Posted by: Kathy Temean | June 26, 2010

Illustrator Saturday – Leeza Hernandez

If you have come out to one of our conferences you know Leeza Hernandez.  She is the one running around smiling and laughing and talking with an English Accent. She is the person who has encouraged the illustrators in our chapter to come out and support the chapter; something that was a real challenge in the beginning. She also is the Creative Director for Sprouts Magazine.

Leeza began her career long, long ago when she graced her mum and dad’s living room walls with finger paints. After being persuaded to keep the art to at least paper or a canvas, she turned her attention toward graphic design.

For more than 17 years, Leeza has worked in the publishing industry as an art director, designer and illustrator — in the UK and USA. She has worked as a newspaper, magazine and book designer and nowadays, typography and illustration feed her passion for creativity.

In 2004, Leeza started doing children’s book illustration and fell in love with a new form of creativity. She joined the Society of Children’s Book Writers and Illustrators (SCBWI)—as well as several local organizations to help better herself as an illustrator. During the process she discovered a love of writing, too.

Leeza signed with agent Rachel Orr at Prospect Agency in April 2008, shortly after, she signed her first illustration contract How to Eat Your Math Homework for Charlesbridge Publishing. It releases in the Fall of 2011. In the summer of 2009, Leeza received her second illustration contract. Fiction, Non-Fiction for Picture Window Books and is due out in the Spring of 2010. Talk about a challenge. Leeza had ten weeks to turn this book around—from start to finish!

At the 2009 Winter SCBWI New York conference, she was awarded the Tomie de Paola Portfolio Award and as a result, has signed her debut picture book contract with G P Putnam’s Sons/Penguin. Dog Gone! A book written and illustrated by her, is due out in the Spring of 2012.

Leeza loves to meet people from all backgrounds—especially those who are enthusiastic about creativity. She is also happy to share her experiences in hope of helping others overcome fears such as: self-worth, creative exploration, motivation and networking! With a love for travel, Leeza always carries a sketchbook and camera and is constantly on the look out for inspiration. She currently lives in central New Jersey with her artist husband, daughter and fluffy cat Maisy and goldfish Daisy …and sometimes a pet monster or two!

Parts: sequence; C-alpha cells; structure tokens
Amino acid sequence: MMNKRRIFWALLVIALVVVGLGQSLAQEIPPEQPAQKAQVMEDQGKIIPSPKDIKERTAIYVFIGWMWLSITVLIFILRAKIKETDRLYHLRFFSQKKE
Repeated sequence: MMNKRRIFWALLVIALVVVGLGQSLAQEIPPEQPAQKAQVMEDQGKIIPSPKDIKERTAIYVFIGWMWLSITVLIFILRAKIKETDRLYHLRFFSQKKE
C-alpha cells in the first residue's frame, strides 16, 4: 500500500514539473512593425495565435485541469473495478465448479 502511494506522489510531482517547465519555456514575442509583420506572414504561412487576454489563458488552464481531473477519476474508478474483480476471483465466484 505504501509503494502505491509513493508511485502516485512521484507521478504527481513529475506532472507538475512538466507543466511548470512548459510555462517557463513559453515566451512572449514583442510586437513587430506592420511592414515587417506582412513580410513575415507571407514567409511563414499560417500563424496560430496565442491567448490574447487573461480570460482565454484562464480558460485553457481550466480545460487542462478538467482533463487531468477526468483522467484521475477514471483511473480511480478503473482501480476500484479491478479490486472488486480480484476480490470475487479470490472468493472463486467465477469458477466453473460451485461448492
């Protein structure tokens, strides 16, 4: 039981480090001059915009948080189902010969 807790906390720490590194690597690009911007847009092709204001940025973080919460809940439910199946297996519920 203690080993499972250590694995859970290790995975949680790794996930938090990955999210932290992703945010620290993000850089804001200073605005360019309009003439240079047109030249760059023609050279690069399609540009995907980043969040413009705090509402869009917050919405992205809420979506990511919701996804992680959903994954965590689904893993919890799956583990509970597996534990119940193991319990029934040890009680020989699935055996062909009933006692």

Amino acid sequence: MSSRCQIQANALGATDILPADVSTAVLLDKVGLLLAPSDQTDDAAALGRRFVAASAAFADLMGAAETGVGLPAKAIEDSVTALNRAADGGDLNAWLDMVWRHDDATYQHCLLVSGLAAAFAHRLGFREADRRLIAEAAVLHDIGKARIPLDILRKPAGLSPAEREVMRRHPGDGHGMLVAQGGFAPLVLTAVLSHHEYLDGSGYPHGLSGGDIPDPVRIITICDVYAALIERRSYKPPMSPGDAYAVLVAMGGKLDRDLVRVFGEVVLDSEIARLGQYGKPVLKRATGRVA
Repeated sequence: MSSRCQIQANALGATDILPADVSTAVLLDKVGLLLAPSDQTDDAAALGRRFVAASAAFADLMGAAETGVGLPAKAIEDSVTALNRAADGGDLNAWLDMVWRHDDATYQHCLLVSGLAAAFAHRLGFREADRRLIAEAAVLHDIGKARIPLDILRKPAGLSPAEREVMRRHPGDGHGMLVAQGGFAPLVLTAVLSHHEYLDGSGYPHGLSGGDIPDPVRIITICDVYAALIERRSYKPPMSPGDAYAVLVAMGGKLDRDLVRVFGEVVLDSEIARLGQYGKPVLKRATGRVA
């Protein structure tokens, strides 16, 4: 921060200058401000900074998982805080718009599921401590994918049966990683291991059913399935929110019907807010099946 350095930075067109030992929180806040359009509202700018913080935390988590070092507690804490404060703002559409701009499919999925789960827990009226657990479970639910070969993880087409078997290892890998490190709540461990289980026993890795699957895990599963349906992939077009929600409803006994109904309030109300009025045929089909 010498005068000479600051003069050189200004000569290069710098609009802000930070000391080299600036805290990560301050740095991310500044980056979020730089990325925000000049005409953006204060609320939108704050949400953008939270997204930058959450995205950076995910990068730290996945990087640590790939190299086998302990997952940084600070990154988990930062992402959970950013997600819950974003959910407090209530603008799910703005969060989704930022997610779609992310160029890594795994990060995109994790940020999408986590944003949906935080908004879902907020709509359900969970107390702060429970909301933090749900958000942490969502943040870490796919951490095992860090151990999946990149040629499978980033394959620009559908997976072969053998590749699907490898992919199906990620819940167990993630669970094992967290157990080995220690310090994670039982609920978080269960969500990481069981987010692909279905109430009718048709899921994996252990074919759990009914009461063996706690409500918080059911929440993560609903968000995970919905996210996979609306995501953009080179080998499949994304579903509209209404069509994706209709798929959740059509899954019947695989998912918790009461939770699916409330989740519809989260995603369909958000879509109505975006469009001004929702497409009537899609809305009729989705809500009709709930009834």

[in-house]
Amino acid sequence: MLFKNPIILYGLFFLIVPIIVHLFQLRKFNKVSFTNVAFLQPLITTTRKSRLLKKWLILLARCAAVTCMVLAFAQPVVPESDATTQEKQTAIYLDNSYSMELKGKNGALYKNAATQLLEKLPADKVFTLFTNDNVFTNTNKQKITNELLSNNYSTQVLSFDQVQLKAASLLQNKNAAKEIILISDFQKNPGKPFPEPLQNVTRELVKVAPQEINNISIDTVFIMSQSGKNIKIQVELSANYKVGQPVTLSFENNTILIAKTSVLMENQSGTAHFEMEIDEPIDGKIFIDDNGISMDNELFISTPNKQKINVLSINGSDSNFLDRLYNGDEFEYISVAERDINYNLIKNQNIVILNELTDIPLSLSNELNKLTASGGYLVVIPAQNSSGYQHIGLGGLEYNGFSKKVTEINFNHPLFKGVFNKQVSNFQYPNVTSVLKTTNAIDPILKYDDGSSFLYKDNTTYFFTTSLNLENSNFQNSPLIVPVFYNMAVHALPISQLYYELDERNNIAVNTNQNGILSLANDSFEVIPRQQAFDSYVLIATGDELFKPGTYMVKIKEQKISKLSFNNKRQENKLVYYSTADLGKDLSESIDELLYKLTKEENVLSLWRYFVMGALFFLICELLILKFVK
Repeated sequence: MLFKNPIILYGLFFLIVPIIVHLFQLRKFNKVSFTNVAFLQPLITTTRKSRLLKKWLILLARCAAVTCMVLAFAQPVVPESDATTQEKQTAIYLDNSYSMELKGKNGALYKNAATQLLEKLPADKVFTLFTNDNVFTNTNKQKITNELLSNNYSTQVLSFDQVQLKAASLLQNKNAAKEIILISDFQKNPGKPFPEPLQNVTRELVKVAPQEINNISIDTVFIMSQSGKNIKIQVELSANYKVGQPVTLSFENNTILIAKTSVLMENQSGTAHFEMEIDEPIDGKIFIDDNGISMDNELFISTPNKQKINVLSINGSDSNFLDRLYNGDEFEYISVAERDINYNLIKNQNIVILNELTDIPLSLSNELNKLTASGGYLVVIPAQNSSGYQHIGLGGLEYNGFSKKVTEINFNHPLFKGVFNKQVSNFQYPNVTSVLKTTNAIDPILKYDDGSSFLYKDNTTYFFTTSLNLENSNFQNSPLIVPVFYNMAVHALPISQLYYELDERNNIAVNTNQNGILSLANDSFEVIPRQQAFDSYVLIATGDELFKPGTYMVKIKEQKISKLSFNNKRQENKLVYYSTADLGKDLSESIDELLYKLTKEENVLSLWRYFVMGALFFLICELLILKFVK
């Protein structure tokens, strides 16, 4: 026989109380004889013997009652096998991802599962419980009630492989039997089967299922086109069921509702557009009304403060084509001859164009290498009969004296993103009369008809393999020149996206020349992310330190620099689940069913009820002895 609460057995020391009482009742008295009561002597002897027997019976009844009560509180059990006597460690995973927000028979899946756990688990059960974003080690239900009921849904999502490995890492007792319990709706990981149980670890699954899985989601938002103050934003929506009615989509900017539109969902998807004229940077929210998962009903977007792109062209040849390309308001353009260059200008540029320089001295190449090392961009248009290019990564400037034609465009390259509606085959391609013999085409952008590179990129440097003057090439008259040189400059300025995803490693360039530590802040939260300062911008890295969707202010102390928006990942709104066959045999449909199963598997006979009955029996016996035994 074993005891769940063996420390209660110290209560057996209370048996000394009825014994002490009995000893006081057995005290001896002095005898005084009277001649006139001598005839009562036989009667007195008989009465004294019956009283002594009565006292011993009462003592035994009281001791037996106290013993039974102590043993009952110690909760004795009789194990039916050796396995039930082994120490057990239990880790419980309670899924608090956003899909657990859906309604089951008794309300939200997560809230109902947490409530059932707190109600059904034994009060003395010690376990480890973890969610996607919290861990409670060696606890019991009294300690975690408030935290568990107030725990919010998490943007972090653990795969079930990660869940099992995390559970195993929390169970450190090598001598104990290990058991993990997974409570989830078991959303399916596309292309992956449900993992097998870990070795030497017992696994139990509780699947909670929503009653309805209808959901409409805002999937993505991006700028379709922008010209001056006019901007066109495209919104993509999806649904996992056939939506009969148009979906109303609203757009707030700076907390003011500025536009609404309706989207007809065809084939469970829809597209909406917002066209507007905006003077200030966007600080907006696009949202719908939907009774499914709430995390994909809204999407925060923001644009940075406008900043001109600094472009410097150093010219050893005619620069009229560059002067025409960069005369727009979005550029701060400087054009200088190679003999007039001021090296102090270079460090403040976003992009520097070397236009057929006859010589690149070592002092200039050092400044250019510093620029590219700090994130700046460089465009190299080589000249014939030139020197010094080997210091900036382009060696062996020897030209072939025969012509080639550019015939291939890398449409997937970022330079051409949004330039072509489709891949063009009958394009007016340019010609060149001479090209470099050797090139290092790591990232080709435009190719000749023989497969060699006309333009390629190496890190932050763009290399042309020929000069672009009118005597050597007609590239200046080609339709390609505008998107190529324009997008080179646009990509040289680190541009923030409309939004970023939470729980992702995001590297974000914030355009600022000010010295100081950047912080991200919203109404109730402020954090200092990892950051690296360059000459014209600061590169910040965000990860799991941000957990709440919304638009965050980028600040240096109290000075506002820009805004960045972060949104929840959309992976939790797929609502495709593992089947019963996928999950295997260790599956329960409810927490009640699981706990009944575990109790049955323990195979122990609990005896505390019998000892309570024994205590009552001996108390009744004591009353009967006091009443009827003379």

Stage 1
I have had these doodles in my sketchbook for a couple of years and I loved the idea of having a chicken and an alligator being best friends. (Chickens pop up in my work all the time and I have no idea why!)
I also love paper lanterns and wondered if somehow there was a party, maybe at a zoo with a bunch of visiting kids. Simultaneously I had been working on a story idea about a character having to give up her pacifier collection. I didn’t know where this idea was going either.
 

Stage 2
I ditched the zoo idea and focused on the two friends. Here I am playing with layout and composition just in line form. I liked the pose of the alligator (who by now had been named Lucy Gator) as if she was coming out of the water. A river or swamp perhaps? This is a double page spread.

Stage 3
When I started working on color I had already decided this would be a nighttime piece – hence the lanterns – but it was also deliberate in another way. i wanted to work on a different palette to my typical oranges, reds and yellows.

Stage 4
Something was missing for me. The left-hand space in the illustration seemed a bit sparse, but I also felt that a story-telling element was missing from the visual. I wondered why she was going to a party with her chicken friend. Was it a special party for her—A celebration perhaps? During this progression my story took a new turn with Lucy Gator being the owner of the pacifier collection. I added another gator in the swamp ‘watching.’ I hoped for the reader to really want to know what this image is all about. It’s not a climactic scene but certainly one – when paired with text – that might serve as a good page turner for a reveal. You know, a “What’s gonna happen next?” moment.

Stage 5
This is the final illustration that I arrived at for this scene. Changing up my palette was enjoyable. I could probably push the ‘nighttime’ atmosphere further, but was happy with how this illustration turned out at the time. I am still working on the text, but Lucy does NOT eat the chicken who is still yet to be named!

Chickens, chickens, chickens! (they won’t leave me alone) This was an exercise on varied emotion through facial expression and body language.

This image is a shot of my studio wall when I worked on the first round of sketches of Dog Gone! Taping them up like this helped me see that four consecutive spreads looked almost the same in composition – it was like a slap in the face. I didn’t see the problem when these sketches were loose and just sprea out on my desk. I learned a good lesson: Look at your art from as many angles, perspectives and viewpoints as you can – not just singularly but as a
whole.